The German Verb “Essen”: Your Guide to Talking About Your Food Preferences in German

Can you believe how important the verb “essen” is in German conversations about food? Trust me, you won’t be able to escape it! 😉

“Essen” is a beloved verb in the German language when it comes to discussing meals and flavors. Mastering its various conjugations and understanding how to use different tenses will be the key to discussing your favorite dishes, describing your breakfast choices, planning your dinner menu, or even sharing your go-to snacks.

In this article, we’re going to give you a crash course on the conjugation of “essen”. From the present to the past and the future, we’ll cover it all, providing you with the knowledge to navigate various food-related conversations with ease.

So get ready to effortlessy express your love for food in German using the verb “essen”!

“Essen” in the Present Tense (Präsens)

Knowing the German verb “essen” in the present tense is like having a culinary key that unlocks everything you eat or plan to eat.

Let’s take a look at some examples that might come in handy for you:

Ich esse gerne Pizza. → I like to eat pizza.

Isst du heute mit uns? → Are you eating with us today?

Maria isst keinen Fisch. → Maria doesn’t eat fish.

Wir essen oft zusammen. → We often eat together.

Esst ihr viel Gemüse? → Do you guys eat a lot of vegetables?

Since “essen” is an irregular verb, you’ll need to memorize its conjugation in the present tense which you can find below.

Präsens
ich esseI eat
du isstyou (informal) eat
er/sie/es issthe/she/it eats
wir essenwe eat
ihr esstyou guys/you all eat
sie/Sie essenthey/you (formal) eat

If you want to listen to a native speaker conjugate the German verb “essen”, check out this video with Jacqueline:

“Essen” in the Present Perfect (Perfekt)

Are you ready to chat about all the delicious things you’ve eaten today or what you’ve decided to skip?

So, without further ado, let’s explore how the verb “essen” can be used in a sentence in the present perfect tense. “Essen” is used with the auxiliary verb “haben” in the perfect tense.

Wir haben viel gegessen! → We have eaten a lot!

Hast du noch nichts gegessen?! → Haven’t you eaten anything yet?!

Du hast heute keinen Nachtisch gegessen. → You didn’t eat any dessert today.

Ich habe heute eine ganze Tafel Schokolade gegessen. → I had an entire bar of chocolate today.

Let’s dive into the conjugation of “essen” in the present perfect tense. Don’t worry, once you get the hang of it, it’ll be a piece of cake!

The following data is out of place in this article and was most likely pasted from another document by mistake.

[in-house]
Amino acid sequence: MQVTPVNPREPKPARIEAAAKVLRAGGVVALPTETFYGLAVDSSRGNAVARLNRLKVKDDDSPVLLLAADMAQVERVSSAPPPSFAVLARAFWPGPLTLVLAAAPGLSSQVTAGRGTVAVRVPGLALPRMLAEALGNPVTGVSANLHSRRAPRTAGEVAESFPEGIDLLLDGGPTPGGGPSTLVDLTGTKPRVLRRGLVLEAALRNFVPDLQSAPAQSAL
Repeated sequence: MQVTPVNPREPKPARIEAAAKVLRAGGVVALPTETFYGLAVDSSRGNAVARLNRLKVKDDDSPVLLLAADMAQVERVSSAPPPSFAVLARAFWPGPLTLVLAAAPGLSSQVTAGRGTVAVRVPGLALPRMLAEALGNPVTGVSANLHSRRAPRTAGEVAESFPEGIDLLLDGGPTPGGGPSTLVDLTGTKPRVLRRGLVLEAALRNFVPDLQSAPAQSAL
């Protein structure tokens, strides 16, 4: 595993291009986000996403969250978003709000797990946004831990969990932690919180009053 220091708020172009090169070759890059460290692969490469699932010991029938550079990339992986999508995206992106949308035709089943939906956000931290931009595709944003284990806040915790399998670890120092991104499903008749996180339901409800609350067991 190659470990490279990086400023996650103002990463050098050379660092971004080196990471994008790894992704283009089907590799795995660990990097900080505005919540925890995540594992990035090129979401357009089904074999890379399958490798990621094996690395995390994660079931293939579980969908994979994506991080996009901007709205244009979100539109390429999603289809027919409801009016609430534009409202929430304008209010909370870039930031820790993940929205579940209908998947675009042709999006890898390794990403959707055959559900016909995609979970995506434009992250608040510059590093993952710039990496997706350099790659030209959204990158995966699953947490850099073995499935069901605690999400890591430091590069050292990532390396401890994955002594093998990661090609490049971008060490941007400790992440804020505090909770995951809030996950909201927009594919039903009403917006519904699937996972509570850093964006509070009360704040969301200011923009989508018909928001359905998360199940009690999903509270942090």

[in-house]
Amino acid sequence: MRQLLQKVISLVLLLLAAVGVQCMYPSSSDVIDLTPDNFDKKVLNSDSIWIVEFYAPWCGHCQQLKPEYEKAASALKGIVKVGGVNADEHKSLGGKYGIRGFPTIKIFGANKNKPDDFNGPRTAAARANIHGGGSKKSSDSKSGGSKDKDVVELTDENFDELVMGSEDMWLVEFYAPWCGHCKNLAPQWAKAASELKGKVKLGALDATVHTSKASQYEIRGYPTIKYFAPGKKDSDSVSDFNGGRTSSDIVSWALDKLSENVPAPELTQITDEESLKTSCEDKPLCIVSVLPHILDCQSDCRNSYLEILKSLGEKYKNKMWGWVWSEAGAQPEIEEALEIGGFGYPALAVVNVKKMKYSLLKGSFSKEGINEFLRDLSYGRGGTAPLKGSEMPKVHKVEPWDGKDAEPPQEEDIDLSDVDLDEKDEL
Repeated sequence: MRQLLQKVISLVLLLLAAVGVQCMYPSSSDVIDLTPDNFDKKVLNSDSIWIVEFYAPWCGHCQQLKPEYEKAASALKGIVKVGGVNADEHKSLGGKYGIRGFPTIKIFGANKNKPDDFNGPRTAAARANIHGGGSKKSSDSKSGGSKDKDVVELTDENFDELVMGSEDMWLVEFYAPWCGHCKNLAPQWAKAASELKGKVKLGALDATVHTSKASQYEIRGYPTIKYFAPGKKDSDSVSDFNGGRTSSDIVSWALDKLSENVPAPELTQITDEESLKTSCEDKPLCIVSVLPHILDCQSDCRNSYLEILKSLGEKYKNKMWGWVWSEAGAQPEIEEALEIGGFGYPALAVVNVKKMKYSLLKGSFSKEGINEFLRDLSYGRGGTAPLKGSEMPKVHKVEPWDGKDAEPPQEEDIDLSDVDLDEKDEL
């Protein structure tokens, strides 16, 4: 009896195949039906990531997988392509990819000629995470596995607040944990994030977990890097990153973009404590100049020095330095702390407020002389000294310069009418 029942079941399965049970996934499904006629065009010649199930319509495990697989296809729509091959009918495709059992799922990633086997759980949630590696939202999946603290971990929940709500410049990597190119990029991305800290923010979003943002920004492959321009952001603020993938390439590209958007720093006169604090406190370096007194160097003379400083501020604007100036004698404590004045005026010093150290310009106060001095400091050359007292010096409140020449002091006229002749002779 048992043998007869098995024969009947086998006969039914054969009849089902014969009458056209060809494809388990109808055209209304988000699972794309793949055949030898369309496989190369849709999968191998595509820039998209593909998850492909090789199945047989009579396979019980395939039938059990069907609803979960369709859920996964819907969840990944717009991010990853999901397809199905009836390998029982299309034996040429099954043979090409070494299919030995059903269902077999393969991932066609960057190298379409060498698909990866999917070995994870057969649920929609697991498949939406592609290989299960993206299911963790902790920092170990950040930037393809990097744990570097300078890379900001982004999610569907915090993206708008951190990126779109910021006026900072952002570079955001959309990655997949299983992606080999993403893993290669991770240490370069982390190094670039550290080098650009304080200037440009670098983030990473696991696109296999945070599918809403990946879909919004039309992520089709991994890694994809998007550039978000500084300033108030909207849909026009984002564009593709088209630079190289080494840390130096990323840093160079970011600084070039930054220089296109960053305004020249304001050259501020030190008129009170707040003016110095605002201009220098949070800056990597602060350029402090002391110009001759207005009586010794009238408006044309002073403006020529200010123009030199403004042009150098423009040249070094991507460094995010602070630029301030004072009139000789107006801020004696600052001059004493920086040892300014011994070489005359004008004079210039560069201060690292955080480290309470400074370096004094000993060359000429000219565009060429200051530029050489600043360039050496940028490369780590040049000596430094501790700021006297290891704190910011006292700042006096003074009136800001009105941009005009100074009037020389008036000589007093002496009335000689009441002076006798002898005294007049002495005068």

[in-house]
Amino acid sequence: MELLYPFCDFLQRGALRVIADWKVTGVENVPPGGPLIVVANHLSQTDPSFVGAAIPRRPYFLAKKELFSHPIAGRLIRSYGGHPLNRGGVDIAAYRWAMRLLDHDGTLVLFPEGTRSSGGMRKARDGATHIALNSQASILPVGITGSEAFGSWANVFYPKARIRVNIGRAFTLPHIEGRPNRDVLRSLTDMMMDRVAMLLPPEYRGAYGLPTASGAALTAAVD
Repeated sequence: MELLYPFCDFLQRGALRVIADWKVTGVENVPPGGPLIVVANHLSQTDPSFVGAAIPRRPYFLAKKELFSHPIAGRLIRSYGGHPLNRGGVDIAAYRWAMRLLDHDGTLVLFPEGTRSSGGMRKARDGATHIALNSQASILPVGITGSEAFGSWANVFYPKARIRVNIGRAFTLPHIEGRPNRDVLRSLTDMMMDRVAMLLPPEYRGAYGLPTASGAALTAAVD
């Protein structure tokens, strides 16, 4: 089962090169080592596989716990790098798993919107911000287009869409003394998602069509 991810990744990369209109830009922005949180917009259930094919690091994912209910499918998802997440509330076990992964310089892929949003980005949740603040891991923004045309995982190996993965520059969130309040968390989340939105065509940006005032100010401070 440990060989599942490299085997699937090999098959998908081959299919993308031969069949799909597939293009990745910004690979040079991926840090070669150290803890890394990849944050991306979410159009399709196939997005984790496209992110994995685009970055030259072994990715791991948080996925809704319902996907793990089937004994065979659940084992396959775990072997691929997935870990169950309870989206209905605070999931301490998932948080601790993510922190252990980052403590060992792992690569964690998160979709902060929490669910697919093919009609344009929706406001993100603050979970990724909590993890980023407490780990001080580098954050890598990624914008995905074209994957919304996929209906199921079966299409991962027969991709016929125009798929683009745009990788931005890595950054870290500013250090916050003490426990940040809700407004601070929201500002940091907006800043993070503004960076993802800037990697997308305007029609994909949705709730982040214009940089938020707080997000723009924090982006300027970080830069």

Perfekt
ich habe gegessenI have eaten / I ate
du hast gegessenyou (informal) have eaten / you ate
er/sie/es hat gegessenhe/she/it has eaten / he ate
wir haben gegessenwe have eaten / we ate
ihr habt gegessenyou guys/you all have eaten / you ate
sie/Sie haben gegessenthey/you (formal) have eaten / they ate

“Essen” in the Simple Past (Präteritum)

For most verbs, you won’t use the German simple past in spoken language. Exceptions are the verbs “sein” and “haben” and modal verbs. Nevertheless, you’ll come across the German simple past forms in literature, storytelling, and newspapers.

Let’s see how you may encounter the simple past tense of “essen” when reading German books, stories, or articles:

Ich einen Salat. → I ate a salad.

Sie aßen abends immer bei ihren Großeltern. → At night, they always ate at their grandparents’ place.

Er das ganze Stück Kuchen. → He eat the entire piece of cake.

Now that you have a better idea of how you can use the verb “essen” in the simple past, let’s tackle its conjugation:

Präteritum
ich aßI ate
du aßestyou (informal) ate
er/sie/es aßhe/she/it ate
wir aßenwe ate
ihr aßtyou guys/you all ate
sie/Sie aßenthey/you (formal) ate

Ready for more? Let’s move on to the imperative tense!

“Essen” in the Imperative (Imperativ)

Let’s talk about the imperative, shall we? Just like in English, we use it every day to give instructions or orders. Take a look at these examples:

Iss dein Gemüse! → Eat your vegetables!

Esst nicht so schnell! → Don’t eat so fast, you guys!

Essen Sie bitte mehr Obst! → Please eat more fruit!

“Essen” in the Future I Tense (Futur I)

Creating the future tense in German is actually quite simple! All you have to do is conjugate the auxiliary verb “werden” and pair it with the infinitive form of the main verb. Let’s take a look at some examples to help you understand it better:

Wir werden später essen. → We will eat later.

Wirst du mit uns essen? → Will you eat with us?

Ich werde später nicht mit euch essen. → I will not eat with you guys later.

“Essen” in the Future II Tense (Futur II)

The Future II Tense is like a time machine, allowing you to discuss events that will be completed in the future.